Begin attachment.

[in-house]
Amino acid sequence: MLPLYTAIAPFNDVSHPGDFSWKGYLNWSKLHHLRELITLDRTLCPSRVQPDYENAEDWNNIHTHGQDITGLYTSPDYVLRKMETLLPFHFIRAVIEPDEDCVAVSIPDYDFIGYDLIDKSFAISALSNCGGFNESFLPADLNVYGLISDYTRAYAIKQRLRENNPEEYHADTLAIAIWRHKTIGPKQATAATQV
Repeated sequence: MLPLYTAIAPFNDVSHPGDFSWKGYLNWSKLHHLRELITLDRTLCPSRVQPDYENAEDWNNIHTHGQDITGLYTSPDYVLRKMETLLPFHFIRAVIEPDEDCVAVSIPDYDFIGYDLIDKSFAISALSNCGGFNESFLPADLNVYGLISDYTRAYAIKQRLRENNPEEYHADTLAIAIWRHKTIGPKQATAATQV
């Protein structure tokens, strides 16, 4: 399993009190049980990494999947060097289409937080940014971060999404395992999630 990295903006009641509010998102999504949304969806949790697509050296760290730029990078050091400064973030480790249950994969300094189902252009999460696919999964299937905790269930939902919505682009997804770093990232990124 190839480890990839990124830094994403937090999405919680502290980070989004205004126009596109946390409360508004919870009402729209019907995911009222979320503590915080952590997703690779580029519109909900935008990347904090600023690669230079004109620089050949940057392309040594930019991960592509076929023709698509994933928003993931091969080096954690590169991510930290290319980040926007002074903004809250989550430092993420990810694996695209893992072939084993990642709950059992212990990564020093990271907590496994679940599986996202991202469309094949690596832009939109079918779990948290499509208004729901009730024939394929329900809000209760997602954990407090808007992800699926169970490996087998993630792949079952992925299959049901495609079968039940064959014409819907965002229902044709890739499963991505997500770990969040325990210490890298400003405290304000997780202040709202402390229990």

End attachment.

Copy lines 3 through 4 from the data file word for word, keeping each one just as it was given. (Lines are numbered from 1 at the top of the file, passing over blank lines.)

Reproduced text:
Repeated sequence: MLPLYTAIAPFNDVSHPGDFSWKGYLNWSKLHHLRELITLDRTLCPSRVQPDYENAEDWNNIHTHGQDITGLYTSPDYVLRKMETLLPFHFIRAVIEPDEDCVAVSIPDYDFIGYDLIDKSFAISALSNCGGFNESFLPADLNVYGLISDYTRAYAIKQRLRENNPEEYHADTLAIAIWRHKTIGPKQATAATQV
């Protein structure tokens, strides 16, 4: 399993009190049980990494999947060097289409937080940014971060999404395992999630 990295903006009641509010998102999504949304969806949790697509050296760290730029990078050091400064973030480790249950994969300094189902252009999460696919999964299937905790269930939902919505682009997804770093990232990124 190839480890990839990124830094994403937090999405919680502290980070989004205004126009596109946390409360508004919870009402729209019907995911009222979320503590915080952590997703690779580029519109909900935008990347904090600023690669230079004109620089050949940057392309040594930019991960592509076929023709698509994933928003993931091969080096954690590169991510930290290319980040926007002074903004809250989550430092993420990810694996695209893992072939084993990642709950059992212990990564020093990271907590496994679940599986996202991202469309094949690596832009939109079918779990948290499509208004729901009730024939394929329900809000209760997602954990407090808007992800699926169970490996087998993630792949079952992925299959049901495609079968039940064959014409819907965002229902044709890739499963991505997500770990969040325990210490890298400003405290304000997780202040709202402390229990």